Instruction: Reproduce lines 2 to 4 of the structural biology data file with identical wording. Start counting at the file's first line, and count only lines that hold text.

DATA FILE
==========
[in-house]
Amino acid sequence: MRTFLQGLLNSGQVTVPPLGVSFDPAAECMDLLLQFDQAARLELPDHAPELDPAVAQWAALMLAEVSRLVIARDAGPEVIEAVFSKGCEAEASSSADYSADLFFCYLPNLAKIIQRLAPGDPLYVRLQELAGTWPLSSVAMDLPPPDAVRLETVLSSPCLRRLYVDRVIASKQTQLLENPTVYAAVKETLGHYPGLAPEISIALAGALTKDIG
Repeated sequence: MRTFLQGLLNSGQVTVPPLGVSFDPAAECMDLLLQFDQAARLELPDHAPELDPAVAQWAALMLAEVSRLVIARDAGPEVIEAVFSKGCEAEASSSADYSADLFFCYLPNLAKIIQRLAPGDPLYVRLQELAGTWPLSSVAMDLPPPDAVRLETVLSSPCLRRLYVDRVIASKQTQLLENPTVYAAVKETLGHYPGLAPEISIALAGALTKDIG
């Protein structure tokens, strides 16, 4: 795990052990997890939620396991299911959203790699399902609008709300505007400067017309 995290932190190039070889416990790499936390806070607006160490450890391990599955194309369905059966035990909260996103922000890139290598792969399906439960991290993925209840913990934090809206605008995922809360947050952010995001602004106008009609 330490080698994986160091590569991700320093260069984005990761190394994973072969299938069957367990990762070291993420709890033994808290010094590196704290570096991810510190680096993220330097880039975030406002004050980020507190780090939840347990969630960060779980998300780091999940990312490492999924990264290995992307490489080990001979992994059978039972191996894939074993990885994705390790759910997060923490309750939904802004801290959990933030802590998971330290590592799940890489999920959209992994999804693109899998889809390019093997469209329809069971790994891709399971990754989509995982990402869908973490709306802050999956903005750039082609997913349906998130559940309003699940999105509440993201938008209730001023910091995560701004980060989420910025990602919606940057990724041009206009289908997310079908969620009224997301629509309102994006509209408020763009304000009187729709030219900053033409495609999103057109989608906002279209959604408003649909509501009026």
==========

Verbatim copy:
Amino acid sequence: MRTFLQGLLNSGQVTVPPLGVSFDPAAECMDLLLQFDQAARLELPDHAPELDPAVAQWAALMLAEVSRLVIARDAGPEVIEAVFSKGCEAEASSSADYSADLFFCYLPNLAKIIQRLAPGDPLYVRLQELAGTWPLSSVAMDLPPPDAVRLETVLSSPCLRRLYVDRVIASKQTQLLENPTVYAAVKETLGHYPGLAPEISIALAGALTKDIG
Repeated sequence: MRTFLQGLLNSGQVTVPPLGVSFDPAAECMDLLLQFDQAARLELPDHAPELDPAVAQWAALMLAEVSRLVIARDAGPEVIEAVFSKGCEAEASSSADYSADLFFCYLPNLAKIIQRLAPGDPLYVRLQELAGTWPLSSVAMDLPPPDAVRLETVLSSPCLRRLYVDRVIASKQTQLLENPTVYAAVKETLGHYPGLAPEISIALAGALTKDIG
């Protein structure tokens, strides 16, 4: 795990052990997890939620396991299911959203790699399902609008709300505007400067017309 995290932190190039070889416990790499936390806070607006160490450890391990599955194309369905059966035990909260996103922000890139290598792969399906439960991290993925209840913990934090809206605008995922809360947050952010995001602004106008009609 330490080698994986160091590569991700320093260069984005990761190394994973072969299938069957367990990762070291993420709890033994808290010094590196704290570096991810510190680096993220330097880039975030406002004050980020507190780090939840347990969630960060779980998300780091999940990312490492999924990264290995992307490489080990001979992994059978039972191996894939074993990885994705390790759910997060923490309750939904802004801290959990933030802590998971330290590592799940890489999920959209992994999804693109899998889809390019093997469209329809069971790994891709399971990754989509995982990402869908973490709306802050999956903005750039082609997913349906998130559940309003699940999105509440993201938008209730001023910091995560701004980060989420910025990602919606940057990724041009206009289908997310079908969620009224997301629509309102994006509209408020763009304000009187729709030219900053033409495609999103057109989608906002279209959604408003649909509501009026």